I've been doing a bit of code review, writing javadoc documentation, etc.
and I just have some minor doubts about cookie generation.
The locking methods in my interface look this way:
I am using a thin client approach and my Network Server through RMI just
exports 2 business logic methods book() and searchRooms().
My current approach of generating the cookie in the lock method is:
I think I've seen some comments recently about perhaps using a different approach with
the current Thread id, something like:
Will it be OK to use the latter? I am just double checking.
I think it looks more straightforward, cleaner and less overhead than using the random number.
I think in the Monkhouse book this is also mentioned and If I understood the topic correctly Monkhouse
says using the Thread id doesn't work when you use a fat client which is NOT my case.
The API for Thread getId() says:
Returns the identifier of this Thread. The thread ID is a positive long number generated when this thread was created. The thread ID is unique and remains unchanged during its lifetime. When a thread is terminated, this thread ID may be reused.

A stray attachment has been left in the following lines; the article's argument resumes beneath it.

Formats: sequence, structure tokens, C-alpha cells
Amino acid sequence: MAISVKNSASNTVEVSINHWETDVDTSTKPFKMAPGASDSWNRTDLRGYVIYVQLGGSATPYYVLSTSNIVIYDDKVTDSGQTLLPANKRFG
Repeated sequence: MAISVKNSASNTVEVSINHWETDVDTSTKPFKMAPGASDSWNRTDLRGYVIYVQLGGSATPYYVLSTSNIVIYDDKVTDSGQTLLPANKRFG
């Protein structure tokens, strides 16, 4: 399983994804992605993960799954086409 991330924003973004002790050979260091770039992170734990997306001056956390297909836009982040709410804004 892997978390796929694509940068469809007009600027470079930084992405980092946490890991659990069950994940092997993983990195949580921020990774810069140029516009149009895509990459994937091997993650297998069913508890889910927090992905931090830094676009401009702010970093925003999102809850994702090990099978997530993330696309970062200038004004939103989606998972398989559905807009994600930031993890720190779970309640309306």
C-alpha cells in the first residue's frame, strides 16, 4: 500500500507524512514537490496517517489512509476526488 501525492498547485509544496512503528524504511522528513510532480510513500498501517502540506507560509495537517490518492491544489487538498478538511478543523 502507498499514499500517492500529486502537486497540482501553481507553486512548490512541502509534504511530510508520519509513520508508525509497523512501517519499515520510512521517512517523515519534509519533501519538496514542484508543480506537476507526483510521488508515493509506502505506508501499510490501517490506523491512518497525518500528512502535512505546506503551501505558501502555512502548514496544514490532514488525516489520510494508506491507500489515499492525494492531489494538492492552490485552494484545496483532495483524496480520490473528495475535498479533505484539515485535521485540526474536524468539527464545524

I'd think since all the processing is done on the server side, using the Thread id is not a problem.
I also agree that the best approach to identify a client in the thin client scenario is the Thread's id.
In the thick client scenario, the System.currentTimeMillis() or new Random().nextLong() can also be used.
lockCookie generation is done in the Data class, so shouldn't the implementation of your Data class keep working regardless of the choice for a fat/thin client? Let say I want to reuse your Data class, but because of your implementation I'm stuck to a thin client.
Carlos Morillo wrote:That's why I am posting to clarify and double check but now you are seeding more doubts into my head!
Why not just use System.nanoTime();? That's what I used to generate a unique client identification id. I argumented in my choices.txt that this gives a reasonable uniqueness for now (and can be enhanced in the future)
Carlos Morillo wrote:This is the first time I see you and Roberto have a different point of view!
We had also a very different approach: he implemented a fat client and I chose for the easier thin client approach. But maybe if he would take the scjd again (and he only needs 2 days for it ) he would go for the thin client too.
Roberto Perillo wrote:the Thread's id or System.nanoTime() would be pretty much the same (they would uniquely identify a client).
That's true, but with the thread-id you are stuck with a thin client approach, so the Data class could not be reused in another application (with a fat client) and I don't think the implementation of Data class should have such consequences.
And happy Easter to both of you (and all other ranchers)!